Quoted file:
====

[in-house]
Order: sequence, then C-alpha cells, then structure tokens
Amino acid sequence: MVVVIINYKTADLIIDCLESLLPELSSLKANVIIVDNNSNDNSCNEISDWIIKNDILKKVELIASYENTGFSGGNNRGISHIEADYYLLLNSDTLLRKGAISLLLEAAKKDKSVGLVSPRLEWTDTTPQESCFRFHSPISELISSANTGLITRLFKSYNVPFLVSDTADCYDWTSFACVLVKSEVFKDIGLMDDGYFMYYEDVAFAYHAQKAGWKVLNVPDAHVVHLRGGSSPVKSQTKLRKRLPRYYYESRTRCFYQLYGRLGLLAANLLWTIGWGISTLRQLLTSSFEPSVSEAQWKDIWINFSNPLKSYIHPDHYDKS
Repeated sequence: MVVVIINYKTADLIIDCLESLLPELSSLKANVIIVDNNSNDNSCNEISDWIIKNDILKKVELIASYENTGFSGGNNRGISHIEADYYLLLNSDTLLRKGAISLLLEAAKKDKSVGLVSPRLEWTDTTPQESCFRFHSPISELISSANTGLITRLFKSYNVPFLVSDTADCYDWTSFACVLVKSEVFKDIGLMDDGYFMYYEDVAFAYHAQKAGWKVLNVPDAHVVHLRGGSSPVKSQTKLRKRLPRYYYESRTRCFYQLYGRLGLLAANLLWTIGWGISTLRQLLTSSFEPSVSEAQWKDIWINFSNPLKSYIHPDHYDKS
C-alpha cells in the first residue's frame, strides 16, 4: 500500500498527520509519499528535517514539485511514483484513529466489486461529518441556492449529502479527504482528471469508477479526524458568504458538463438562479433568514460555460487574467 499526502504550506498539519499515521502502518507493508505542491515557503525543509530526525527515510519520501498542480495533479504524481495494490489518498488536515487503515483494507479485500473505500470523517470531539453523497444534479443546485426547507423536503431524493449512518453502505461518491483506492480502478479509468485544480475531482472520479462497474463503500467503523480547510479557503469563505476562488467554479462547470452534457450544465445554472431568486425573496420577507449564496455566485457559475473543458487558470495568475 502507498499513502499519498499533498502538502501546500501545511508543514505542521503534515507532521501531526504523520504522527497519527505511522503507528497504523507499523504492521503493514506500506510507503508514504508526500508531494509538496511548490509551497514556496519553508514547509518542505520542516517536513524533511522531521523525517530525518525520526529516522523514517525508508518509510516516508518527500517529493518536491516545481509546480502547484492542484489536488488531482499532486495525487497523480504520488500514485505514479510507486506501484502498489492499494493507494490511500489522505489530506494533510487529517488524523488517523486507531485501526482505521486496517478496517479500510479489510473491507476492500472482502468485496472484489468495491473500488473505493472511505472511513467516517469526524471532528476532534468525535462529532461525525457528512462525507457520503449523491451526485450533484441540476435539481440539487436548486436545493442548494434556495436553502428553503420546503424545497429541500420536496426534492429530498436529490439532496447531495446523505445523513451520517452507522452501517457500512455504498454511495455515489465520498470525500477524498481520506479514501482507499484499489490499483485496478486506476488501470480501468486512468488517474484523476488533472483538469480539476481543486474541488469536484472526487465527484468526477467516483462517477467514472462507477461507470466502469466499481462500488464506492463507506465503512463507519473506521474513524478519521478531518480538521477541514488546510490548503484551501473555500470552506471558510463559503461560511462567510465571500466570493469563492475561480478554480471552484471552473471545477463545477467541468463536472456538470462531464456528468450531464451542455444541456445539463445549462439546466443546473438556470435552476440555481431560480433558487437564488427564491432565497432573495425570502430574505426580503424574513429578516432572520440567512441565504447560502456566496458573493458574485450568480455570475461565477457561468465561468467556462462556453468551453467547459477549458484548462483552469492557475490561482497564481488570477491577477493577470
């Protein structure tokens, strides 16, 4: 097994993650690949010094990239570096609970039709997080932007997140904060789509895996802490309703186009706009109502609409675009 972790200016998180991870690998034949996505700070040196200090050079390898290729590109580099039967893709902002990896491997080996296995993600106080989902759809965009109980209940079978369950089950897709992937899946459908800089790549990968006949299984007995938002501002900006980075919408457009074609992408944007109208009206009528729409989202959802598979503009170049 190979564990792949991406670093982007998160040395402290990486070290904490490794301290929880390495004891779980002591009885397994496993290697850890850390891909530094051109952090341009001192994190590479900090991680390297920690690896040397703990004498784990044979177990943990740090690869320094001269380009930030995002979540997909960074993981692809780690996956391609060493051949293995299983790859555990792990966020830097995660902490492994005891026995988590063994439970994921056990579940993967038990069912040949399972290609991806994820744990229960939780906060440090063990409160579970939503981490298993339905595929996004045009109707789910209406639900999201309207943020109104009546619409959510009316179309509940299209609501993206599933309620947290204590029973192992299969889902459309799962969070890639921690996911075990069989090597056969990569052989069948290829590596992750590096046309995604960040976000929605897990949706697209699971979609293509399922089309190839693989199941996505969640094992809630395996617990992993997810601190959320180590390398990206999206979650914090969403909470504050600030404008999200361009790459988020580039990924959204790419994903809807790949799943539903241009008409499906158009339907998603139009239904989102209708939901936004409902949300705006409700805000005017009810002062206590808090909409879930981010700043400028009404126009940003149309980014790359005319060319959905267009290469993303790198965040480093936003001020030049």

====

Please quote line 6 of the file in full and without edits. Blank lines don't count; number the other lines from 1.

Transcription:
């Protein structure tokens, strides 16, 4: 097994993650690949010094990239570096609970039709997080932007997140904060789509895996802490309703186009706009109502609409675009 972790200016998180991870690998034949996505700070040196200090050079390898290729590109580099039967893709902002990896491997080996296995993600106080989902759809965009109980209940079978369950089950897709992937899946459908800089790549990968006949299984007995938002501002900006980075919408457009074609992408944007109208009206009528729409989202959802598979503009170049 190979564990792949991406670093982007998160040395402290990486070290904490490794301290929880390495004891779980002591009885397994496993290697850890850390891909530094051109952090341009001192994190590479900090991680390297920690690896040397703990004498784990044979177990943990740090690869320094001269380009930030995002979540997909960074993981692809780690996956391609060493051949293995299983790859555990792990966020830097995660902490492994005891026995988590063994439970994921056990579940993967038990069912040949399972290609991806994820744990229960939780906060440090063990409160579970939503981490298993339905595929996004045009109707789910209406639900999201309207943020109104009546619409959510009316179309509940299209609501993206599933309620947290204590029973192992299969889902459309799962969070890639921690996911075990069989090597056969990569052989069948290829590596992750590096046309995604960040976000929605897990949706697209699971979609293509399922089309190839693989199941996505969640094992809630395996617990992993997810601190959320180590390398990206999206979650914090969403909470504050600030404008999200361009790459988020580039990924959204790419994903809807790949799943539903241009008409499906158009339907998603139009239904989102209708939901936004409902949300705006409700805000005017009810002062206590808090909409879930981010700043400028009404126009940003149309980014790359005319060319959905267009290469993303790198965040480093936003001020030049």